SOUR GRAPES (& a good point or two)

images

 

I’m so powerfully tempted to write this in the third person and distance myself from it in order to keep from sounding bitter.  There are few sounds more distasteful than sour grapes being chewed—I’m aware of this.  For better or for worse, it would also be disingenuous and wildly irrational for me to try to pretend like this was about some “other” independent-press published author. 

 

I’m not going to attempt to give a full sketch of the state of the publishing world.  That would be tedious and complex and too long.  Most people recognize that the foundations are shaking.  Self-publishing through electronic means and the zeal and dexterity with which many small and midsized presses have snapped up the leverage and power offered by e-publishing has cast the mainstream industry into frightened disarray.  Much like CDs, physical books are stacked on a precipitous downward slope that tips toward relative irrelevance (unlike music, I will always prefer a physical book to a file). 

 

Part of me—and I suspect part of many indie authors—cheers this transcendence.  After enough years of disrespect and betrayal and dishonesty at the hands of literary agents and mainstream presses, I can’t help but cheer the rapid entropy.  I can’t help but smirk when they bring lawsuits against Amazon and Apple and whatnot, trying to get their manicured fingertips in the dike.  I almost kissed the self-published author who recently told me that not only had she made the NYT bestseller list, but was enjoying turning down mainstream editors when they called her to buy her book out from under her. 

 

Another part of me, of course, is nostalgic for the days that ended long before I ever published anything—when it was the author’s job to write and the agent’s to sell and the editor’s to edit and the publicist’s to publicize.  And that was that.  The emotionally complex, right-brained artistes could rest easy in the cool shadow, wait to be trotted out après martini or two for a well-attended reading now and then.  Or perhaps it was never that way and it’s just a bittersweet dream some of us share. 

 

But we can’t have it both ways, I realize.  So I swallow my panic at the mandate to “self-promote,” my discomfort at “marketing” an elegy/memoir/love story that is so intimate and meaningful to me.  I swallow the daunting, unhelpful knowledge that I have no idea how to do this and…well, I just start doing it, because the book and what I hope it transmits means that much to me.

 

And I can’t even begin to claim the same duress of solitude that a self-published author can.  I have a mid-sized Canadian press putting my book out, and a team of PR Angels from the Neocom Group that have taken on my plight with tremendous heart because they, too, believe in my work.  But still, it’s a grind through a very dark wood with many moments of temptation to lie down in the snow and go to fucking sleep. 

 

One such moment is what I intended this essay to address.  Let’s say that there’s a certain bookstore in a certain city in Oregon that has gained a great deal of traction as a sort of indie lit clearinghouse and has earned a reputation as ground zero for independent literature in the city and the region.  This store is proudly northwestern in addition to being proudly indie. 

 

My good friend, an affable, well-spoken law student approached this store for me regarding Clearly Now, the Rain, and after following up once or twice, received this response:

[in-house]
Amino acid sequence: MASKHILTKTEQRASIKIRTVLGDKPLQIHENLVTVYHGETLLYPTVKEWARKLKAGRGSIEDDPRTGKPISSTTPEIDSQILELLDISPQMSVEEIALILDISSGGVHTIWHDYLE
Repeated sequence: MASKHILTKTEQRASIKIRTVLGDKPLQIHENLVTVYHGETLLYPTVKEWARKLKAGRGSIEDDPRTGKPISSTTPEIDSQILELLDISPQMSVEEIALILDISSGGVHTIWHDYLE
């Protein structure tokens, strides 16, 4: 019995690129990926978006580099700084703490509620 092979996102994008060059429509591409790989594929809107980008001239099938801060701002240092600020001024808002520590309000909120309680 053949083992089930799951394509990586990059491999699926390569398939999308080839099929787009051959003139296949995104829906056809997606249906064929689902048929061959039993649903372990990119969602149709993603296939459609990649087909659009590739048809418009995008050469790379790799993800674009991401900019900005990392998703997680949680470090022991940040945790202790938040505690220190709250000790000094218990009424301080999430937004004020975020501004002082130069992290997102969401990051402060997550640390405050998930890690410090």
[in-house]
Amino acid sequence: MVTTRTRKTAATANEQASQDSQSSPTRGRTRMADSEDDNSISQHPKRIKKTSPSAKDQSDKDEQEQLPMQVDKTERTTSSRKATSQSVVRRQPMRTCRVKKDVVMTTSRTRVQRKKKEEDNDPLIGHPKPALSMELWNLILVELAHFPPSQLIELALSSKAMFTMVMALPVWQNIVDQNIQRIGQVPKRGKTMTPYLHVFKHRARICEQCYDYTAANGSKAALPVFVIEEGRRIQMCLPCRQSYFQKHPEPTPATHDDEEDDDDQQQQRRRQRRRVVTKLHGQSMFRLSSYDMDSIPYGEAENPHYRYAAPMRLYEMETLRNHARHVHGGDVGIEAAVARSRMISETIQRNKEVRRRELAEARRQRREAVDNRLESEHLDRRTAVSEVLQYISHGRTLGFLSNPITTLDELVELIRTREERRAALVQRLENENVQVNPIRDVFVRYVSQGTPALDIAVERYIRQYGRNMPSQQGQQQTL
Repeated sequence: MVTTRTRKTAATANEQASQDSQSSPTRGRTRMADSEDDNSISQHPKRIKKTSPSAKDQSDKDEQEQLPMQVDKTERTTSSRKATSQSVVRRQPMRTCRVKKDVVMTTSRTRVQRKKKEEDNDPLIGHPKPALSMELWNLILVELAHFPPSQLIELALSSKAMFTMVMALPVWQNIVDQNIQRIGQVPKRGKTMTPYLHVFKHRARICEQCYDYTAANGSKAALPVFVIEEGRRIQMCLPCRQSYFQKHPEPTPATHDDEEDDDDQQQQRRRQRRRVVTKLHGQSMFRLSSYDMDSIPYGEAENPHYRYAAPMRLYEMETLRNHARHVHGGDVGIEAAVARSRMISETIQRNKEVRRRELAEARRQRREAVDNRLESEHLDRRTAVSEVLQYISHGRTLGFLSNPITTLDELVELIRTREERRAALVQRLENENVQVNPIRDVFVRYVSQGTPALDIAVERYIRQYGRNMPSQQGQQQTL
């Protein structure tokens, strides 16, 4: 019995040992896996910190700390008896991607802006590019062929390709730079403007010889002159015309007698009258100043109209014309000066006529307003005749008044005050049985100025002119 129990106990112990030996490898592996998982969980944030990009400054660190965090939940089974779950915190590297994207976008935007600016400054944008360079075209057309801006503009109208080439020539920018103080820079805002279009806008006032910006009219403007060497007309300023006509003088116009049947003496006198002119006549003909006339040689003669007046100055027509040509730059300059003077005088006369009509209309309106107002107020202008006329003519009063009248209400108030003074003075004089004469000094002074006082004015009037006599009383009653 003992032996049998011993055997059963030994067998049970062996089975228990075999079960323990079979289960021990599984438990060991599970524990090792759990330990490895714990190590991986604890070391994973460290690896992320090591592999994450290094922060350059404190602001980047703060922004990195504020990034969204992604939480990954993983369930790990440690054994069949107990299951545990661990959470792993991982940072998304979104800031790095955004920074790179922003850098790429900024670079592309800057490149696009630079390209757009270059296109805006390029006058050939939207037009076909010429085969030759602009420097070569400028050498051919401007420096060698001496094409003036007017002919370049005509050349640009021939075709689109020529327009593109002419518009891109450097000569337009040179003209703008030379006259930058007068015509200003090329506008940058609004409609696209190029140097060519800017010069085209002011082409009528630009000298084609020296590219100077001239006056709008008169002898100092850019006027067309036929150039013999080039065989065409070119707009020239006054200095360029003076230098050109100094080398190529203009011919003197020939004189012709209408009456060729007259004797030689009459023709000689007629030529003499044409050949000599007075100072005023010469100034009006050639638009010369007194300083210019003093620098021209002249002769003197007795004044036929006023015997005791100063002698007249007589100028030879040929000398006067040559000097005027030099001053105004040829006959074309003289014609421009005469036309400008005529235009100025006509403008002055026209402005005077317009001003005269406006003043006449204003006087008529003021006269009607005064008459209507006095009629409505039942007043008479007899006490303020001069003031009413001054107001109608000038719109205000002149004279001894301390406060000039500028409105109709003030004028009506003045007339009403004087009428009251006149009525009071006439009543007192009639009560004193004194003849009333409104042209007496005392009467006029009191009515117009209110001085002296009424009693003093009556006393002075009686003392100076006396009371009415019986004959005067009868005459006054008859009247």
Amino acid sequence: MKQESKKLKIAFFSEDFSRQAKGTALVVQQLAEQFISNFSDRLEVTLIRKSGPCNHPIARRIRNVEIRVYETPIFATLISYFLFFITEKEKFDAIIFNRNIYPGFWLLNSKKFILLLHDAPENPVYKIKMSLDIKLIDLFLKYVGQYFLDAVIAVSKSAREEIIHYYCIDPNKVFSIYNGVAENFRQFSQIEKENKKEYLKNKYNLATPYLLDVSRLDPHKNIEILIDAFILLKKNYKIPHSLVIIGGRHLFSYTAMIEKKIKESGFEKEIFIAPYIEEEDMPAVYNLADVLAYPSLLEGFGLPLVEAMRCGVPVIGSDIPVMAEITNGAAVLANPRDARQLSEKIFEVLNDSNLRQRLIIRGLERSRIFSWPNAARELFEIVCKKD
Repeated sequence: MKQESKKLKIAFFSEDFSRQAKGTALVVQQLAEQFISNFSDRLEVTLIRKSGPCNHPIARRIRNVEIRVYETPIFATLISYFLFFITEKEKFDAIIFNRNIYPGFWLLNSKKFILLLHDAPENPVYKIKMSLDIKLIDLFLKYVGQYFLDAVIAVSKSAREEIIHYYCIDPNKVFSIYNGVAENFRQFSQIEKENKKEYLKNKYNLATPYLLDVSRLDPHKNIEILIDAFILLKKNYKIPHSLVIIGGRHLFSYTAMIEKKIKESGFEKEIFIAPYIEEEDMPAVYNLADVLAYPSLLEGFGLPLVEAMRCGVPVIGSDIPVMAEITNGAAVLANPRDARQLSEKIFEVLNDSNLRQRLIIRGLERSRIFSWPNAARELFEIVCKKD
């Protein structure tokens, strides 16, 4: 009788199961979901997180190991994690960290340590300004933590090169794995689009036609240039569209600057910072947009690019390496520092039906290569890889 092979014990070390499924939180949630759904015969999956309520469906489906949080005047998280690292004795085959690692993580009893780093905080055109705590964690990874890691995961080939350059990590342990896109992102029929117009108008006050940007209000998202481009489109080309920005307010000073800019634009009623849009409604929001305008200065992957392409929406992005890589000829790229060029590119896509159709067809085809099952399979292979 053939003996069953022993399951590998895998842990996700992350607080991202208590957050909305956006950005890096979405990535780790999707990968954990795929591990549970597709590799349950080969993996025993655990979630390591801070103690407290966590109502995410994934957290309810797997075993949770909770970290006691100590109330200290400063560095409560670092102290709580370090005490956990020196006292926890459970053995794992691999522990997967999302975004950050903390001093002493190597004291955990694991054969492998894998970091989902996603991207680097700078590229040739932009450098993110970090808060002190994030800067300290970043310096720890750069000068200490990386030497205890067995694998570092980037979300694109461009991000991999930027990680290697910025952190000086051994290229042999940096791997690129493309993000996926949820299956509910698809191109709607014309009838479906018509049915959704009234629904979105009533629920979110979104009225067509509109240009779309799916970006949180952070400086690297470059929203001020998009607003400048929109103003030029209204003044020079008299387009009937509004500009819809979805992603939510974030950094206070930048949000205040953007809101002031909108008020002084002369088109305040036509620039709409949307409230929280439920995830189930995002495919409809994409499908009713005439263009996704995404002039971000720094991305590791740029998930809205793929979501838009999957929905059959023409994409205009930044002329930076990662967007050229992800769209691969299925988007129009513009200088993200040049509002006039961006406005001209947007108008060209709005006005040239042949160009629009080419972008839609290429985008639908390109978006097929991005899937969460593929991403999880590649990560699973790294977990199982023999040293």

“I looked into Eli’s book and our buyers elected not to carry that title in stores.  We don’t bring inventory into stores through events, so we would decline a request to host Eli….We just can’t carry every title that gets published each season.” 

 

So, an independent-press published regional author with excellent blurbs (quotes), a kick-ass Kirkus review, and a memoir that takes places majorly in the northwest who’s grinding hard to get some traction isn’t suitable for this store.  (This is the point where I am concerned about the sound of the grapes, but fuck it.)  This does cause one to wonder what is suitable for this store, does it not?  A quick visit to this store’s website evidences no shortage of mainstream press-published, bestselling author, front-list type of titles spotlighted. 

 

If a giant independent bookstore features these titles and turns down…Christ, let’s just say it: turns me down…what precisely does “independent” mean anymore?  And more to the point, how do brick and mortar bookstores expect to survive if they don’t demonstrate any particular interest in, solidarity with or affinity for independent authors?

 

In case I’ve been too harsh on the anonymous J bookstore described above, I should probably add that myself or people working on publicity on my behalf have been simply ignored by all of the bookstores in New Orleans, the University Bookstore in Seattle, and others.  I suppose the question I’m arriving at is: why do bookstores matter anymore if they don’t persist in being locales for literary life and allies in the struggle against corporate domination of art? 

 

And, of course, every single vendor online can indeed “carry every title that’s published each season” if they wish. 

 

(Of course this same Oregon bookstore is selling my book online)

 

Comments

  1. I’m not that much of a internet reader to be honest but your blogs really nice, keep it up!

    I’ll go ahead and bookmark your site to come back in the future. Many thanks

Leave a Reply to https://www.amazon.com Cancel reply

*